There's an impending cicadas invasion according to Farmers' Almanac, so look out

And they're arriving sooner than expected

cicadas, bugs, insects, cicada
(Image credit: Getty Images)

Cicadas are coming en masse to delight us with their buzzing...and sooner than expected. According to Farmers' Almanac, our spring is going to be noisier than usual, so prepare your outdoor fun accordingly.

The reports indicate that Brood X of cicadas are one of three species that emerge every 17 years, and 2021 is their time to shine. After feasting underground for nearly two decades, these bad boys are gearing up for a big return that will likely take place from early May to late June in the United States, just in time for summer fun. If you live in the following locations, prepare for "swarms," per Farmers' Almanac: 

• Delaware
• Georgia
• Illinois
• Indiana
• Kentucky
• Maryland
• Michigan
• North Carolina
• New Jersey
• New York
• Ohio
• Pennsylvania
• Tennessee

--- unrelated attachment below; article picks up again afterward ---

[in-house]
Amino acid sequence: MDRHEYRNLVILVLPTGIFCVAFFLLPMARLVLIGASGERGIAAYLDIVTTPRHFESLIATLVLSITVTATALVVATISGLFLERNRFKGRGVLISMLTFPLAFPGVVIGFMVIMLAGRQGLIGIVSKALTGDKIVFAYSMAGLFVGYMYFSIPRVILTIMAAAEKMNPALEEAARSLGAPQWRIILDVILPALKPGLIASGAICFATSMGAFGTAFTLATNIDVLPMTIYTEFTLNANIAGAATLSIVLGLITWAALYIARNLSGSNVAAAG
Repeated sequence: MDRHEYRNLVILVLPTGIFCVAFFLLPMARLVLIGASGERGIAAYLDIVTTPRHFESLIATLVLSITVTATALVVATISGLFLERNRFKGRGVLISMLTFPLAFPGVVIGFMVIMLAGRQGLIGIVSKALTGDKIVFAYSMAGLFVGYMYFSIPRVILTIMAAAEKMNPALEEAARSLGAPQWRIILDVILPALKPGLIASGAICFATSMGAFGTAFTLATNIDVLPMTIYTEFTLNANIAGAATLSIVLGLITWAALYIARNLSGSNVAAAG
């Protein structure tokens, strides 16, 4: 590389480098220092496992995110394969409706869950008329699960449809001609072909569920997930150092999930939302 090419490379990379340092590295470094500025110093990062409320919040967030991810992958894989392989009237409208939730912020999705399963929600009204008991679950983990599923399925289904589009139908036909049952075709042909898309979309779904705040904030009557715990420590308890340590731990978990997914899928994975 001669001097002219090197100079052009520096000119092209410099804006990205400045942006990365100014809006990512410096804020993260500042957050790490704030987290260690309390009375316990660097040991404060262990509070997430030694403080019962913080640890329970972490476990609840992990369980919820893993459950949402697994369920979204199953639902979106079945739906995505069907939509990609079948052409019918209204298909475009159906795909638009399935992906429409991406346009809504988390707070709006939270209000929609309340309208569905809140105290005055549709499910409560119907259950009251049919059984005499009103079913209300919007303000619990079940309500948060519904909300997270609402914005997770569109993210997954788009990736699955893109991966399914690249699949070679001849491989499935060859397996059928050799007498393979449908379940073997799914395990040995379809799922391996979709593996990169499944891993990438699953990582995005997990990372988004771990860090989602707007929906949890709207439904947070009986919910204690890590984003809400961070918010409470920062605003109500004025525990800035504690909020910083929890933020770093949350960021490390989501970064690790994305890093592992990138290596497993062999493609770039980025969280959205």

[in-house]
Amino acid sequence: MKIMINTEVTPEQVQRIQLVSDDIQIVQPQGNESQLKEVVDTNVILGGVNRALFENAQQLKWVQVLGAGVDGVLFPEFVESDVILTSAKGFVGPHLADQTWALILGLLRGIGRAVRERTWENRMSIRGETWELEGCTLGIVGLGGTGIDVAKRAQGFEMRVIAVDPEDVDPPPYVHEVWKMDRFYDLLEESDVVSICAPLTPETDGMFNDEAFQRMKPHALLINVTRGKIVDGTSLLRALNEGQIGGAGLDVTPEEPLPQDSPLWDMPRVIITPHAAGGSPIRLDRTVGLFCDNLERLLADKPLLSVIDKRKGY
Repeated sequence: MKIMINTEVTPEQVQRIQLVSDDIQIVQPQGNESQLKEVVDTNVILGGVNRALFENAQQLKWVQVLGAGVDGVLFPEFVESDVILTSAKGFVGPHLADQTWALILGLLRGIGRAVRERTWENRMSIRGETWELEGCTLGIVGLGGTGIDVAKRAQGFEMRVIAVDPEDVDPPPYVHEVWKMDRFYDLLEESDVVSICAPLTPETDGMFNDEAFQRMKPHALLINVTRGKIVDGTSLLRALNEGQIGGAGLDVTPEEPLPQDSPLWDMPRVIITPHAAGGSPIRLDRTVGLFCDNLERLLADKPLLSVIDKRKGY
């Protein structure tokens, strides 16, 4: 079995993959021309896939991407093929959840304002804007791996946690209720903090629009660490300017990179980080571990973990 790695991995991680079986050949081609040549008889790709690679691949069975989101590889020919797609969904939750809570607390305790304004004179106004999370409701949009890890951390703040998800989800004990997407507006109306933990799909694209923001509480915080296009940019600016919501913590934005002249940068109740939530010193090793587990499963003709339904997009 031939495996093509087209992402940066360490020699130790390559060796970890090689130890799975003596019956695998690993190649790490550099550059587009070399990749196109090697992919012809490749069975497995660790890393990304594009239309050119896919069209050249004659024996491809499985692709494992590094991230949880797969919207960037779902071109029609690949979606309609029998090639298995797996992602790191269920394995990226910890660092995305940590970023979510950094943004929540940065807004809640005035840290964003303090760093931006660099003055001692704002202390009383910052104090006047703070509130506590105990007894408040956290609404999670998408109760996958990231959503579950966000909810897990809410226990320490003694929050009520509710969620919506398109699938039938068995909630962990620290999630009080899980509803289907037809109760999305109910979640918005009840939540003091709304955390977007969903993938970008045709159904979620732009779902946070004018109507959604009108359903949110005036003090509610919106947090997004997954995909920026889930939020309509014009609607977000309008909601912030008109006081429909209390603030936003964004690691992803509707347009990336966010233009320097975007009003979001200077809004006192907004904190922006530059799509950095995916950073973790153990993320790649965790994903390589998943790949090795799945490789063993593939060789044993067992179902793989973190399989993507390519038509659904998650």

• Virginia
• West Virginia
• Washington D.C.

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Although these swarms sound daunting, fear not: the cicadas are only emerging to mate and lay their eggs. (And, of course, entertain folks with their distinct buzzing.) They're not going to bite or sting like other insects, and those blood-red eyes and veined wings only look intimidating. In fact, Farmers' Almanac states that the arrival of cicadas actually represents reincarnation in some cultures and immortality in others, since their lifespan is one of the longest of any insect. They're actually symbolic!

If anything is going to put a damper on your outdoor fun, it's not going to be the bugs—it's going to be the weather itself. Farmers' Almanac also revealed its summer 2021 predictions for the U.S., and it doesn't seem as though we'll need our shades or bathing suits terribly often. According the report, "muggy" and "thundery" conditions await most areas of the country, but the seemingly more daunting reveals—including "oppressively hot" and "sweltering"—truly sitting well with us.

We're crossing our fingers that Farmers' Almanac will make some amends to the impending forecast—even if the cicada predictions remain the same.